Both environmental and economic challenges are embedded in a questionable Iranian policy framework. Although the rationales for economic under performance are varied and complex, an important variable are institutional short comings in framing decent policies in order to address the constraints of small and medium enterprises and environmental degradation in Iran. International sanctions have led to a deteriorating business climate and has had severe repercussions on small entrepreneurs. However, the internal challenges are equally worrying. Numerous studies have identified that Iranian entrepreneurs face constraints at the institutional level, such as: lack of support for entrepreneurs, instability of rules and regulation, lack of guarantee as well as a decent legal framework for monitoring and evaluation. In addition, they have to face an often ineffective, yet influential bureaucracy and an education system that is not compatible with the needs of nowadays entrepreneurship, business management and crisis response.[3]

Additionally, previous Iranian governments have made efforts to partially shift from an Iranian economy being dominated by state-run enterprises (whether or not under the invisible surveillance of a para-governmental sector controlled by security and military organizations) to a market-rule based economy. This is yet to be materialized not in the least because of the often overlapping interests of the main stakeholders having strong links in both business and politics, and who are far from eager to jeopardize their position and privileges through reforms.[4]

Area of Concern: addressing environmental challenges

With regard to environmental issues; climate change and environmental mismanagement have had a devastating and very fast pace deteriorating effect on Iran’s ecosystems. Air pollution, drought, agricultural and water management all have potential to severely affect economic growth, social stability and food security. However, environmental issues don’t seem to be on top of the Teheran agenda. Kaveh Madani, former deputy head of Iran's department of Environment, has argued that Iran suffers from a structural symptom-based management paradigm. He argues that the Iranian government is focusing on curing the symptoms of these problems rather than addressing the root causes.[5]  Mr Madani was obliged to leave his position, and decided to leave his country, as his criticism of environmental policies and priorities led him and his colleagues to be interrogated and detained on numerous occasions.[6] HRW reports that since January 2018 at least 50 environmental activists have been arrested. Eight of them are still in administrative detention without being charged. The harsh treatment of environmental activists shows that civil disobedience is a bigger concern than long term, ecological deterioration.[7]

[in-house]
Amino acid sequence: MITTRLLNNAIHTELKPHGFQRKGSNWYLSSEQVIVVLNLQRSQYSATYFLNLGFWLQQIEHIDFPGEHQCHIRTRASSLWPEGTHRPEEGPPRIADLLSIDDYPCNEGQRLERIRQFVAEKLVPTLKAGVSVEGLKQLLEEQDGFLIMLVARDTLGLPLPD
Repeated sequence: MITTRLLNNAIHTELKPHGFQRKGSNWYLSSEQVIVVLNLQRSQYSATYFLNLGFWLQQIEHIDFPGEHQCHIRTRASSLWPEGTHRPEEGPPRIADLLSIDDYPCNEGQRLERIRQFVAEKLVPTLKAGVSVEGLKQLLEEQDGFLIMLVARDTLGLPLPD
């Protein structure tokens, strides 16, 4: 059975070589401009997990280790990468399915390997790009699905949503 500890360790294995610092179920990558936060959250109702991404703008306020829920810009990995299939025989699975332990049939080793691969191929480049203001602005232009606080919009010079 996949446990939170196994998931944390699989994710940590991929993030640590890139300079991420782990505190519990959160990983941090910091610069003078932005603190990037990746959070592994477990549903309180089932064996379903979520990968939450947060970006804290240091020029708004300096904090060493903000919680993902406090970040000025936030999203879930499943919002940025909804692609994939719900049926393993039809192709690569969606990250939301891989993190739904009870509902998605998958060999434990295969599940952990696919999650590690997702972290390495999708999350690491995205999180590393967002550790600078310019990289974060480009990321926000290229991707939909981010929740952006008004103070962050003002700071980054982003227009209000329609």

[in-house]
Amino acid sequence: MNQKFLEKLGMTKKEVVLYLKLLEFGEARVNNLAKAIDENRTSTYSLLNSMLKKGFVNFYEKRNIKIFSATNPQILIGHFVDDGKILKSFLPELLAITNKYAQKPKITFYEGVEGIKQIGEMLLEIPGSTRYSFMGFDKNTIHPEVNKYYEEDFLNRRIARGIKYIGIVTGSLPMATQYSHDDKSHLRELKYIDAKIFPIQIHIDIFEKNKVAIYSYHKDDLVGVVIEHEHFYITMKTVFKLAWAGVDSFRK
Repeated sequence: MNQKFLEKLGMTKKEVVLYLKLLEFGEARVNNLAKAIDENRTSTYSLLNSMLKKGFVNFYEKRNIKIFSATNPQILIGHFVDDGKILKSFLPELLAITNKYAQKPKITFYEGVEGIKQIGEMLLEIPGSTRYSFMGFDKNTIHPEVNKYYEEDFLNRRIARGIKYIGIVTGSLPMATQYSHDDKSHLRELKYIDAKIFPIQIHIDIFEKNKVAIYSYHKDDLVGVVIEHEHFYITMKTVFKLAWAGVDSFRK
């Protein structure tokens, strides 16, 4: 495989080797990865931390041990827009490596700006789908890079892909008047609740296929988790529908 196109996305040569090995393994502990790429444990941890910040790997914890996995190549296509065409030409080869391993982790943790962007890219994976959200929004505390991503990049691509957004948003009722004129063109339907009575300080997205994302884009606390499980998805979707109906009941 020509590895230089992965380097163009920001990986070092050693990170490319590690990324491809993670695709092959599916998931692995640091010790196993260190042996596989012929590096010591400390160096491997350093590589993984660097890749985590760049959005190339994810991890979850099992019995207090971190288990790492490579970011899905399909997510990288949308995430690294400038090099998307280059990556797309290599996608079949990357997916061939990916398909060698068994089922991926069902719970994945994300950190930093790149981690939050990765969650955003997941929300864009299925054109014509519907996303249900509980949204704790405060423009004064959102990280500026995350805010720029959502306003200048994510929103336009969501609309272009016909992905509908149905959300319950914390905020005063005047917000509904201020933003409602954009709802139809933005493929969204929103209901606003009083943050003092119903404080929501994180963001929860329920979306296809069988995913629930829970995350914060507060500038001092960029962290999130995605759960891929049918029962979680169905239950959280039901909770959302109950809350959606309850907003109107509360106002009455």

BIC would like to see the following questions addressed:

If the EU is aiming for supporting the SME sector- that plays a key role to innovation, employment, and competitive advantage- it should be very careful in assessing and monitoring the budgets it is allocating.

  • What are the concrete aims of support?
  • Through which channels will the support be allocated?
  • Is the EU in the position to have insight in the selection of SME’s that will take part in the support programs sponsored on the European level?
  • The Iranian political sphere is characterized by different political camps and strong divisions on ideological issues. Moreover, there is a highly opaque, para governmental sphere that has strong political, military and economic interests that cut through the political and social levels. Can the EU guarantee that the budget is used for its righteous purpose and avert the risk of the budget falling in the hands of a corrupt crony capitalist elite?

When addressing environmental challenges:

  • What are the concrete aims of support?
  • Through which channels will the support be allocated?
  • What will happen with trans-boundary environmental challenges such as shared water flows or air pollution? The challenges with regard to water flows are of transnational nature and change of policy should take into account the repercussions of the riparian states such as Iraq.
  • What is the long term vision of an EU sponsored environmental policy in the Middle East and Iran specifically?